Can Dogs Die From Mange?

A dog with mange needs veterinary attention.
David De Lossy/Photodisc/Getty Images

While mange itself is treatable and not typically fatal, if left untreated, it can lead to secondary conditions that are much more serious -- namely, infections that indeed can kill him. If your dog shows signs of mange such as hair loss, intense and frequent scratching, crusty and flaky skin, rash and other symptoms, take him to a vet as soon as possible to get him the treatment he needs.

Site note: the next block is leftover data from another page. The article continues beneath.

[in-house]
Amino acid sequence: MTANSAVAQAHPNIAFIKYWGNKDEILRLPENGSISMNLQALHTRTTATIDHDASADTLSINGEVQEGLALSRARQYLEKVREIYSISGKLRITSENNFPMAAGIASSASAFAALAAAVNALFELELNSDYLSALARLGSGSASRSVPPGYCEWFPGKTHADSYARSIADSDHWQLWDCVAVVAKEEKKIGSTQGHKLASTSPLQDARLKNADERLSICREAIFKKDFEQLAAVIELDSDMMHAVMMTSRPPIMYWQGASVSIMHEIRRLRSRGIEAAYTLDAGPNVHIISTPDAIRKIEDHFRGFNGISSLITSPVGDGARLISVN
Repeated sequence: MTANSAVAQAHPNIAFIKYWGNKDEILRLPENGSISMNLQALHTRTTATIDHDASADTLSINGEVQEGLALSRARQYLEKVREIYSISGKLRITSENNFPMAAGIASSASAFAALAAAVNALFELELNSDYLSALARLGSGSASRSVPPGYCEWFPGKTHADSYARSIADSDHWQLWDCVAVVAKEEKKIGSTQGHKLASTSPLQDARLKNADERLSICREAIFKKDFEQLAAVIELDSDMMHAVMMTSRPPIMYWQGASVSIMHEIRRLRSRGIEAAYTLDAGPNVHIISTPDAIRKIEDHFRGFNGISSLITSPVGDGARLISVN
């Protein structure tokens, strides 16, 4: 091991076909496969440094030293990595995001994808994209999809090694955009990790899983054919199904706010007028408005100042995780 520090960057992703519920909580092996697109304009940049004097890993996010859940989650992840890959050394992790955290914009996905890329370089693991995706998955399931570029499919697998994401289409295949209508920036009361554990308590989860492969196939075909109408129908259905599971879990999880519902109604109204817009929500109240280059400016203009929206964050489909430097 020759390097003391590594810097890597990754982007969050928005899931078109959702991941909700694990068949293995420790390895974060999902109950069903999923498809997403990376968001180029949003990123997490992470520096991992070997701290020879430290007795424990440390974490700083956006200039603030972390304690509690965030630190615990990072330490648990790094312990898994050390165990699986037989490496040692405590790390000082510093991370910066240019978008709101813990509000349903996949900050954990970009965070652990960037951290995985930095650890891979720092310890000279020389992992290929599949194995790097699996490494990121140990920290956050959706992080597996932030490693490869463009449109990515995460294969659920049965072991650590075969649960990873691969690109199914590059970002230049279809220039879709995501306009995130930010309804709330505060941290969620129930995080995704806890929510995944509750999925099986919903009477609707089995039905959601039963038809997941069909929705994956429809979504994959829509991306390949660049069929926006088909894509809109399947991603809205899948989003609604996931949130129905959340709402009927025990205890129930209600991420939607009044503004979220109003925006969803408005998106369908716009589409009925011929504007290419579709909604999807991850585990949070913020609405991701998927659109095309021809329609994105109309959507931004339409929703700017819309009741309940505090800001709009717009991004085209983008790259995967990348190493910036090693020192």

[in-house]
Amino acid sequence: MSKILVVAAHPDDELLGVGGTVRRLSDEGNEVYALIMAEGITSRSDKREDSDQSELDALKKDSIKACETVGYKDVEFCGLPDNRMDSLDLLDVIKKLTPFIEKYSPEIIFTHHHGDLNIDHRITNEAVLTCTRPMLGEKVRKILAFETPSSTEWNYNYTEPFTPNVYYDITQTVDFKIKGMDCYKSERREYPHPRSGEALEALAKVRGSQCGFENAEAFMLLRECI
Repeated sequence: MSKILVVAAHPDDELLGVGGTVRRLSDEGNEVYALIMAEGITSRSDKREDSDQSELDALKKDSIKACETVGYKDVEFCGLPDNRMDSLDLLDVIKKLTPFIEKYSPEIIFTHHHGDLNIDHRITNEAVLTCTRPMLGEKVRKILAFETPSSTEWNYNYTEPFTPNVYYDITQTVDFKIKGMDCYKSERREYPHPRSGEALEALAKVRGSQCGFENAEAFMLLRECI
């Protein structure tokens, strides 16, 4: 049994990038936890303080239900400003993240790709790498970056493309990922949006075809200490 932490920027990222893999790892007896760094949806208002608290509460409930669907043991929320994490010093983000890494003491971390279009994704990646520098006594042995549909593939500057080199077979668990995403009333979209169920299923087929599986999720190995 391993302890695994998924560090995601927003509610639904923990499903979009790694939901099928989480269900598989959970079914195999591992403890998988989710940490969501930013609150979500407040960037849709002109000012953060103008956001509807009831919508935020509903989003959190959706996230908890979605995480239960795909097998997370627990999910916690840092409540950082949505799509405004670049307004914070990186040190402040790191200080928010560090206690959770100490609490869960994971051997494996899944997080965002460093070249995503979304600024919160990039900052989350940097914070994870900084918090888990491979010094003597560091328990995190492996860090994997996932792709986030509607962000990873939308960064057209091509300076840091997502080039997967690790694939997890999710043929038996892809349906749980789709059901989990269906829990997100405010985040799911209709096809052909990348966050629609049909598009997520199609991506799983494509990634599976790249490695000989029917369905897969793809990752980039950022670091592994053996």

Mange-Related Infection

Mange is a skin disease associated with mite infestations. As the mites burrow into your dogs skin, they multiply and feed, causing intense irritation and hair loss, typically starting around the ears. This is stressful and physically uncomfortable for your dog, who will feverishly scratch at the infestation site to the point of self-harm. This scratching and the infestation can cause your dog to develop skin infections, which can become serious and fatal if left untreated. Mange is treatable with medication, so if you suspect that your dog has developed the condition, take him to a vet for help before the irritation leads to infection. The vet will probably start a regimen of ivermectin.